The House of Commons Treasury Committee (Treasury Committee) has published its second report, ‘Economic impact of coronavirus: the challenges of recovery’ which focuses on the medium-term issues that have arisen as the UK has sought to emerge from lockdown.

The report follows on from the first phase of the review, ‘Economic impact of coronavirus: Gaps in support’ which focused on the gaps in the government’s key support schemes, the Coronavirus Job Retention Scheme (CJRS) and the Self-Employment Income Support Scheme (SEISS).

The Treasury Committee has expressed its disappointment at the unwillingness of the Chancellor to implement the recommendations from the first phase of its review and hopes for a positive response to this one.

The report focuses on three medium-term issues: recovery of consumption, avoiding long-term unemployment and corporate debt. The overall approach by the government is also considered together with potential long-term challenges.

There was uncertainty about whether another Budget would be announced before the end of the year. As a result, many of the Treasury Committee’s recommendations specify timing of “by the next fiscal event” to include the possibility of a mini-Spending Round in the Autumn instead of another Budget.

Recovery of consumption

  • The latest GDP figures suggest that the UK economy has started to bounce back from the recession in the first half of 2020.
  • There is continued consumer caution about re-engaging with the economy which has been fuelled by concerns about risks from Coronavirus and job security. This is slowing down a recovery to pre-pandemic levels of consumer spending.

Following the end of the Eat Out to Help Out Scheme, the Treasury Committee recommends that the Chancellor consider whether additional measures need to be introduced to encourage consumer spending.

Avoiding long-term unemployment

  • The possibility of rising unemployment becoming permanent is a critical risk of the pandemic.
  • COVID-19 has impacted different groups of people unequally.
  • Providing effective targeted assistance to businesses and individuals who need it will be crucial.

The Treasury Committee recommends that:

  • The Chancellor gives careful consideration to whether a targeted extension of the CJRS and potentially other schemes is required.
  • The government ensures the quality and reputation of vocational/re-skilling schemes, which has been poor in the past, is monitored and easy access to the Kickstart scheme for SMEs and charities.
  • The Treasury publishes an updated version of its distributional analysis in the Plan for Jobs together with an equality impact analysis (including unemployment rates) of how the recession is impacting different groups.

Corporate debt

  • It is unclear how the government expects businesses to pay back loans in the future.
  • There are concerns about a potential lack of capacity and willingness in the private sector to help Small to Medium-Sized Enterprises (SMEs) struggling with corporate debt as this will prolong the recession.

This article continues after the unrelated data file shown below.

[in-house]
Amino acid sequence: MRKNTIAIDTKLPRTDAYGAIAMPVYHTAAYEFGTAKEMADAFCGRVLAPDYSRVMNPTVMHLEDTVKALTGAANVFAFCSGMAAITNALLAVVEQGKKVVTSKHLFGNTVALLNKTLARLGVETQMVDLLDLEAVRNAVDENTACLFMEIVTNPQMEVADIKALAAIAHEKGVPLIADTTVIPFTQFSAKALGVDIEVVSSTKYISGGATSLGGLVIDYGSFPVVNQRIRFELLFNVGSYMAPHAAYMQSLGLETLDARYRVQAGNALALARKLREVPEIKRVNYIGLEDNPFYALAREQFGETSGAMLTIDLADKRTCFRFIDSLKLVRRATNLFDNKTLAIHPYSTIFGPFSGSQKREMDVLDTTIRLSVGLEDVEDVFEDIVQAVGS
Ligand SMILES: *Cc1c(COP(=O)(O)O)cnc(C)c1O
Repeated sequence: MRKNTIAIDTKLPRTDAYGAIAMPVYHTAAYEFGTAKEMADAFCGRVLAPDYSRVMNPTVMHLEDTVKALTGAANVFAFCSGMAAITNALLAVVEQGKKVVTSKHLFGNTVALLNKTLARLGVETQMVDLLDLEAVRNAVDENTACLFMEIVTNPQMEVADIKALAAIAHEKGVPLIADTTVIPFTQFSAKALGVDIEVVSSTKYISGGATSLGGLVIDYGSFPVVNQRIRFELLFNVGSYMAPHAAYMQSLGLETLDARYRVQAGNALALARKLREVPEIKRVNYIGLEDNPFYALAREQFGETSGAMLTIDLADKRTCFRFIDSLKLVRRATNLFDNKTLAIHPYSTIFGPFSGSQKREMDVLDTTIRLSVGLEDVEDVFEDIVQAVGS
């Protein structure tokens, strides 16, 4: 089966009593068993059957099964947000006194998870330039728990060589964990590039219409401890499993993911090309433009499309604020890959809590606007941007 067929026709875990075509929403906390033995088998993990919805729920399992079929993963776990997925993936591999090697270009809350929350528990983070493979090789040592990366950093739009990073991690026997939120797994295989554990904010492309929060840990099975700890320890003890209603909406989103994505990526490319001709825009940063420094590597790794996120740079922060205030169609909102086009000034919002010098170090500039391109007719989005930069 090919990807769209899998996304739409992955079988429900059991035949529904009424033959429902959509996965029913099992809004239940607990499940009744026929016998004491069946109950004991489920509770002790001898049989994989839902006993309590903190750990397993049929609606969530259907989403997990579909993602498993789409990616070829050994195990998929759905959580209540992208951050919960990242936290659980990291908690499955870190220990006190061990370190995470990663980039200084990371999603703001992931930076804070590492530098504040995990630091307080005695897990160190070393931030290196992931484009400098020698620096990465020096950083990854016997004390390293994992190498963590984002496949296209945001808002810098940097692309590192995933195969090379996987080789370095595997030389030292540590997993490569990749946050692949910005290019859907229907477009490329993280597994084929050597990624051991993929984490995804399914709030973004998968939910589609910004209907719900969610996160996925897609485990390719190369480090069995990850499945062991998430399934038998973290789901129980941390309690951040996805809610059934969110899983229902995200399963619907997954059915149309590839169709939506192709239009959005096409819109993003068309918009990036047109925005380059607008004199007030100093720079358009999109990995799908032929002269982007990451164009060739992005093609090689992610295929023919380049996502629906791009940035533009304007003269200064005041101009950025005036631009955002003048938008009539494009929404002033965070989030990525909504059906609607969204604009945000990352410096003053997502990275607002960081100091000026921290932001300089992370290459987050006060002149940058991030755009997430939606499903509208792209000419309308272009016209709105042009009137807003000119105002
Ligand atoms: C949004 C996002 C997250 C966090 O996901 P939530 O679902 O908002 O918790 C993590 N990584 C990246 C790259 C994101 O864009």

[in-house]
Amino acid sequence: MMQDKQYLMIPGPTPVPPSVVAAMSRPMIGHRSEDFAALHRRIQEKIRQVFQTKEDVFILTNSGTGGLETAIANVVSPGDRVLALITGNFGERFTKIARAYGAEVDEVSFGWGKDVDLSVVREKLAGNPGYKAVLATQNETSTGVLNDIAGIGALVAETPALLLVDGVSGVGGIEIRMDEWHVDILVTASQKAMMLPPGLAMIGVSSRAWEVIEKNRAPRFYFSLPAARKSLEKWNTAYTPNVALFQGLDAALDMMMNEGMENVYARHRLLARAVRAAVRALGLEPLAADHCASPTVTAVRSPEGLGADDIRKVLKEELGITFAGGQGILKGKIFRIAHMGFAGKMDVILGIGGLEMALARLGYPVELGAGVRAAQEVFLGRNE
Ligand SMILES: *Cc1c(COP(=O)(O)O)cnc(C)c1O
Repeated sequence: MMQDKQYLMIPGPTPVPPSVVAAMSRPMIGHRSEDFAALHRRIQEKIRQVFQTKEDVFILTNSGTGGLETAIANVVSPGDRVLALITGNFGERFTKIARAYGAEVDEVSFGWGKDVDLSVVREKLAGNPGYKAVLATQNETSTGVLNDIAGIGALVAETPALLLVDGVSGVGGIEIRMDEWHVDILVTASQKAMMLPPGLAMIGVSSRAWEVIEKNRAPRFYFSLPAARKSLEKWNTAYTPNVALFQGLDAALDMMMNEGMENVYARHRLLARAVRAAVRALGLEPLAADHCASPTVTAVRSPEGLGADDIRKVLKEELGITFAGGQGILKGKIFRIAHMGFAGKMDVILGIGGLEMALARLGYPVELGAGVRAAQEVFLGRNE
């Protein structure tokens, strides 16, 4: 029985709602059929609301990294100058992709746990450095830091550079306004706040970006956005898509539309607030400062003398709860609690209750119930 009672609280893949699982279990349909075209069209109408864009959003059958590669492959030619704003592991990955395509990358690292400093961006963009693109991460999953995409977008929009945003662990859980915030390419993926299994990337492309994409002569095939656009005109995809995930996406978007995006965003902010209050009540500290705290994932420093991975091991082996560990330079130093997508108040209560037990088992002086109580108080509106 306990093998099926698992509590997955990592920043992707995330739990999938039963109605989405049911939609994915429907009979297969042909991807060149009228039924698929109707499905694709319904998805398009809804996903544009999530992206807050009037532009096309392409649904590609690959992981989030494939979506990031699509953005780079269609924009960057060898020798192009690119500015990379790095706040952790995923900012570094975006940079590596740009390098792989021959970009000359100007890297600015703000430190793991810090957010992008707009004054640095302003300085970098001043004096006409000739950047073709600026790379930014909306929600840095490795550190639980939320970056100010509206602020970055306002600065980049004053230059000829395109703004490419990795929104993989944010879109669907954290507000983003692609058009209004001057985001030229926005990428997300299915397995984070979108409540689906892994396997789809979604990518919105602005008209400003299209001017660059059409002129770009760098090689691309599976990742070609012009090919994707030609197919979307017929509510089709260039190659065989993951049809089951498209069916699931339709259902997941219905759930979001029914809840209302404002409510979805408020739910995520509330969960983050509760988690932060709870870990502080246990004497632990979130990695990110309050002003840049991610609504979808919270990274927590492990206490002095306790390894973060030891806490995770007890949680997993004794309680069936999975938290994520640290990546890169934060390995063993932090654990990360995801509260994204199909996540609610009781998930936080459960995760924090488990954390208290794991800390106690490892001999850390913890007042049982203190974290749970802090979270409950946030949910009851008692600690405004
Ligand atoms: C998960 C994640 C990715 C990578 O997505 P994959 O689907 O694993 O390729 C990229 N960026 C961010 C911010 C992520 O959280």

The Treasury Committee recommends that the government outlines a plan to address corporate debt which considers a wide range of potential interventions such as student loan type structures for SMEs, where repayments are conditional on the SME business reaching a certain level of financial health.

Potential long-term issues and government approach

  • Long-term issues may arise from a sharp rise in the level of public debt and, potentially, an ongoing rise in borrowing to mitigate economic damage triggered by COVID-19.
  • There is concern about the impact of COVID-19 on the insurance sector, particularly as businesses will need confidence that they have adequate insurance cover to resume normal activities.
  • Local authorities have played a crucial role in responding to local outbreaks effectively but local government spending is often treated as a residual in the budget-setting process.

The Treasury Committee recommends that:

  • The Chancellor sets out an initial roadmap of how he intends to place government finances on a sustainable footing and clarify the avenues that will be used (e.g. closing the productivity gap, income gap, educational gap etc.).
  • The government should consider whether intervention is required to support the insurance sector.
  • Local government spending must not be treated as a residual in the budget-setting process and it should meet the financial needs set out in the submissions from local authorities.

Links

COVID-19: Interim report on economic impact of Coronavirus
The House of Commons Treasury Committee (Treasury Committee) has published its interim report, ‘Economic impact of coronavirus: Gaps in support’, as part of its inquiry into the economic impact of Coronavirus.

Kickstart Scheme open for applications
The government’s ‘Kickstart’ job creation scheme aims to help young unemployed people. It is now open for applications. 

COVID-19: Coronavirus Job Retention Scheme
Coronavirus Job Retention Scheme: a cash grant that is designed to allow employers to retain staff who would otherwise be laid off.

COVID-19: Self-Employment Income Support Scheme (SEISS)
COVID-19 Self-Employment Income Support Scheme (SEISS). HMRC's claims portal for the second grant opens in August 2020. 

External link

Economic impact of coronavirus: the challenges of recovery

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